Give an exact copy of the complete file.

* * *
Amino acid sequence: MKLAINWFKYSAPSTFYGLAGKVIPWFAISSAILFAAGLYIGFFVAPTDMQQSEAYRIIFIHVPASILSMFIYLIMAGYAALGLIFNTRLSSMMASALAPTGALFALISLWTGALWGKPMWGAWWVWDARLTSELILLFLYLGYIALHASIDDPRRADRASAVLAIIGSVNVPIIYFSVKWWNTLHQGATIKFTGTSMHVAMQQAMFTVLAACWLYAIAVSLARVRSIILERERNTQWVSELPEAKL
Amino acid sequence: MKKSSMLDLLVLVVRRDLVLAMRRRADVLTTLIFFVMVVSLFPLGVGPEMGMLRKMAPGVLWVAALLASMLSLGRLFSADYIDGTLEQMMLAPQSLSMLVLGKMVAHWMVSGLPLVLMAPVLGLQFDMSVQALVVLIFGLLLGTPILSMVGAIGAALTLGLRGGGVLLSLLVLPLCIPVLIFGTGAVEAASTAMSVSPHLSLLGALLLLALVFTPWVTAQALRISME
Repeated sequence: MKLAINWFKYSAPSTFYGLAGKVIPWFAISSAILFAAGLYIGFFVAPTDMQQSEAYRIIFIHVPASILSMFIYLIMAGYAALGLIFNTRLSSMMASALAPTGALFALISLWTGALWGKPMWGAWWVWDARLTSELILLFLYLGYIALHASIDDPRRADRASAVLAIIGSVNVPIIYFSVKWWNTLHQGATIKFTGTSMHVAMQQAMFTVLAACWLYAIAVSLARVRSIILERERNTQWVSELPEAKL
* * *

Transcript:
Amino acid sequence: MKLAINWFKYSAPSTFYGLAGKVIPWFAISSAILFAAGLYIGFFVAPTDMQQSEAYRIIFIHVPASILSMFIYLIMAGYAALGLIFNTRLSSMMASALAPTGALFALISLWTGALWGKPMWGAWWVWDARLTSELILLFLYLGYIALHASIDDPRRADRASAVLAIIGSVNVPIIYFSVKWWNTLHQGATIKFTGTSMHVAMQQAMFTVLAACWLYAIAVSLARVRSIILERERNTQWVSELPEAKL
Amino acid sequence: MKKSSMLDLLVLVVRRDLVLAMRRRADVLTTLIFFVMVVSLFPLGVGPEMGMLRKMAPGVLWVAALLASMLSLGRLFSADYIDGTLEQMMLAPQSLSMLVLGKMVAHWMVSGLPLVLMAPVLGLQFDMSVQALVVLIFGLLLGTPILSMVGAIGAALTLGLRGGGVLLSLLVLPLCIPVLIFGTGAVEAASTAMSVSPHLSLLGALLLLALVFTPWVTAQALRISME
Repeated sequence: MKLAINWFKYSAPSTFYGLAGKVIPWFAISSAILFAAGLYIGFFVAPTDMQQSEAYRIIFIHVPASILSMFIYLIMAGYAALGLIFNTRLSSMMASALAPTGALFALISLWTGALWGKPMWGAWWVWDARLTSELILLFLYLGYIALHASIDDPRRADRASAVLAIIGSVNVPIIYFSVKWWNTLHQGATIKFTGTSMHVAMQQAMFTVLAACWLYAIAVSLARVRSIILERERNTQWVSELPEAKL